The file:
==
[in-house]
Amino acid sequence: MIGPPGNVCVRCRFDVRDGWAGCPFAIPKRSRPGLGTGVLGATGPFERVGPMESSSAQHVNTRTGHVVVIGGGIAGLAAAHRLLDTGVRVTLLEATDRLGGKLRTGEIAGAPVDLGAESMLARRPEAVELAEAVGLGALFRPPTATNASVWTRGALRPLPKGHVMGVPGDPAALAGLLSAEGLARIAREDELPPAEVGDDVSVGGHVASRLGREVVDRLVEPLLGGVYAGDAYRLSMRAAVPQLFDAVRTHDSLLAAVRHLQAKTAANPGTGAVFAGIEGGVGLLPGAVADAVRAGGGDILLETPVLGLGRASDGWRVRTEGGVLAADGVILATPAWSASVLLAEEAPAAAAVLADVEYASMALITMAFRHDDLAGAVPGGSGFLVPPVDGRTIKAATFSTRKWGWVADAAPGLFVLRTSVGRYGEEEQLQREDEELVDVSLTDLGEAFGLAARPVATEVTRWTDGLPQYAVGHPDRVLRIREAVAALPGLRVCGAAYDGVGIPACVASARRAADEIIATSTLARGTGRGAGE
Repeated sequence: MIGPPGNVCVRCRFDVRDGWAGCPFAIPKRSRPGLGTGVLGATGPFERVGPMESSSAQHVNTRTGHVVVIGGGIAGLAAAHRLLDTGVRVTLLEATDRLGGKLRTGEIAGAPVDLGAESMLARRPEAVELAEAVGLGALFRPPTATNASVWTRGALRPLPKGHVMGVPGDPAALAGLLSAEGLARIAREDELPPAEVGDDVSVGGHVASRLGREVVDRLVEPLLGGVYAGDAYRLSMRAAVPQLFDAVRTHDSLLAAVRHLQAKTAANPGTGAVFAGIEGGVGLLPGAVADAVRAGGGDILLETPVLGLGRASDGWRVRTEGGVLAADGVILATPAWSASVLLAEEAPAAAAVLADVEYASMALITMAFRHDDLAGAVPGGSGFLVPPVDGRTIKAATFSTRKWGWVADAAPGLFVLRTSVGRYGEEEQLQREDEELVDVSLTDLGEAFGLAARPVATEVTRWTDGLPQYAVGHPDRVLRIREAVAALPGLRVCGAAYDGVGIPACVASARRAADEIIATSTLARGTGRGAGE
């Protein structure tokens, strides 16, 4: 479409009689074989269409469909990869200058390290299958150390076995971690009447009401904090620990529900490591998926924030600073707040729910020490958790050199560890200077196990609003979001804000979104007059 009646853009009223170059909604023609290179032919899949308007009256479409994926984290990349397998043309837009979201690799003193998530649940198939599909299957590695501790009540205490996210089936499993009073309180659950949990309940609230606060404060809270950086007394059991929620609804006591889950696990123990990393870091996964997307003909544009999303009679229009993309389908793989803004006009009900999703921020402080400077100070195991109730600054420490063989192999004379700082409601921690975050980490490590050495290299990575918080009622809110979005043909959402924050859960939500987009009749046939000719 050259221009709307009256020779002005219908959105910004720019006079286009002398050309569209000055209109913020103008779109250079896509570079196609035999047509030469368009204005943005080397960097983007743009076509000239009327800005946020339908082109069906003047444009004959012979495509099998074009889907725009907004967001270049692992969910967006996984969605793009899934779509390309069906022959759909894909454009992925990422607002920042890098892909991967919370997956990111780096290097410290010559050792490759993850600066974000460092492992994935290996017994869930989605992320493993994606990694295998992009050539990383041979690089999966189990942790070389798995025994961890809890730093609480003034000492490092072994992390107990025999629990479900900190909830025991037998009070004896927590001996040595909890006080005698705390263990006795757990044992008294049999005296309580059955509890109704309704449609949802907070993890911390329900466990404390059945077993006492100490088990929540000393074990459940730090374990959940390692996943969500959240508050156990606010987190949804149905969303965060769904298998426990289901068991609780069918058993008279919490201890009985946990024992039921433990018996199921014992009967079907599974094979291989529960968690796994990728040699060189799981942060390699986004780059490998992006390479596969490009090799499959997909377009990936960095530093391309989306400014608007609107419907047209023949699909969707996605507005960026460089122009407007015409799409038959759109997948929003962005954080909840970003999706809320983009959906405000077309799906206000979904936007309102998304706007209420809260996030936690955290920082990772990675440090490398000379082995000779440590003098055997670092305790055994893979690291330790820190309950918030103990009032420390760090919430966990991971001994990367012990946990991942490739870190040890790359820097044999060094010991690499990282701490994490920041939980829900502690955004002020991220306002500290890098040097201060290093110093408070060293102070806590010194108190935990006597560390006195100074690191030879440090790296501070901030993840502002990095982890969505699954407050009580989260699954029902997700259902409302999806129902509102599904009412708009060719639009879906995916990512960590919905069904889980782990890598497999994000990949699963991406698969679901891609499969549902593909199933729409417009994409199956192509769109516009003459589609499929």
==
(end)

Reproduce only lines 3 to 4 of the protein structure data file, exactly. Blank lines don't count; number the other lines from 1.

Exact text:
Repeated sequence: MIGPPGNVCVRCRFDVRDGWAGCPFAIPKRSRPGLGTGVLGATGPFERVGPMESSSAQHVNTRTGHVVVIGGGIAGLAAAHRLLDTGVRVTLLEATDRLGGKLRTGEIAGAPVDLGAESMLARRPEAVELAEAVGLGALFRPPTATNASVWTRGALRPLPKGHVMGVPGDPAALAGLLSAEGLARIAREDELPPAEVGDDVSVGGHVASRLGREVVDRLVEPLLGGVYAGDAYRLSMRAAVPQLFDAVRTHDSLLAAVRHLQAKTAANPGTGAVFAGIEGGVGLLPGAVADAVRAGGGDILLETPVLGLGRASDGWRVRTEGGVLAADGVILATPAWSASVLLAEEAPAAAAVLADVEYASMALITMAFRHDDLAGAVPGGSGFLVPPVDGRTIKAATFSTRKWGWVADAAPGLFVLRTSVGRYGEEEQLQREDEELVDVSLTDLGEAFGLAARPVATEVTRWTDGLPQYAVGHPDRVLRIREAVAALPGLRVCGAAYDGVGIPACVASARRAADEIIATSTLARGTGRGAGE
């Protein structure tokens, strides 16, 4: 479409009689074989269409469909990869200058390290299958150390076995971690009447009401904090620990529900490591998926924030600073707040729910020490958790050199560890200077196990609003979001804000979104007059 009646853009009223170059909604023609290179032919899949308007009256479409994926984290990349397998043309837009979201690799003193998530649940198939599909299957590695501790009540205490996210089936499993009073309180659950949990309940609230606060404060809270950086007394059991929620609804006591889950696990123990990393870091996964997307003909544009999303009679229009993309389908793989803004006009009900999703921020402080400077100070195991109730600054420490063989192999004379700082409601921690975050980490490590050495290299990575918080009622809110979005043909959402924050859960939500987009009749046939000719 050259221009709307009256020779002005219908959105910004720019006079286009002398050309569209000055209109913020103008779109250079896509570079196609035999047509030469368009204005943005080397960097983007743009076509000239009327800005946020339908082109069906003047444009004959012979495509099998074009889907725009907004967001270049692992969910967006996984969605793009899934779509390309069906022959759909894909454009992925990422607002920042890098892909991967919370997956990111780096290097410290010559050792490759993850600066974000460092492992994935290996017994869930989605992320493993994606990694295998992009050539990383041979690089999966189990942790070389798995025994961890809890730093609480003034000492490092072994992390107990025999629990479900900190909830025991037998009070004896927590001996040595909890006080005698705390263990006795757990044992008294049999005296309580059955509890109704309704449609949802907070993890911390329900466990404390059945077993006492100490088990929540000393074990459940730090374990959940390692996943969500959240508050156990606010987190949804149905969303965060769904298998426990289901068991609780069918058993008279919490201890009985946990024992039921433990018996199921014992009967079907599974094979291989529960968690796994990728040699060189799981942060390699986004780059490998992006390479596969490009090799499959997909377009990936960095530093391309989306400014608007609107419907047209023949699909969707996605507005960026460089122009407007015409799409038959759109997948929003962005954080909840970003999706809320983009959906405000077309799906206000979904936007309102998304706007209420809260996030936690955290920082990772990675440090490398000379082995000779440590003098055997670092305790055994893979690291330790820190309950918030103990009032420390760090919430966990991971001994990367012990946990991942490739870190040890790359820097044999060094010991690499990282701490994490920041939980829900502690955004002020991220306002500290890098040097201060290093110093408070060293102070806590010194108190935990006597560390006195100074690191030879440090790296501070901030993840502002990095982890969505699954407050009580989260699954029902997700259902409302999806129902509102599904009412708009060719639009879906995916990512960590919905069904889980782990890598497999994000990949699963991406698969679901891609499969549902593909199933729409417009994409199956192509769109516009003459589609499929």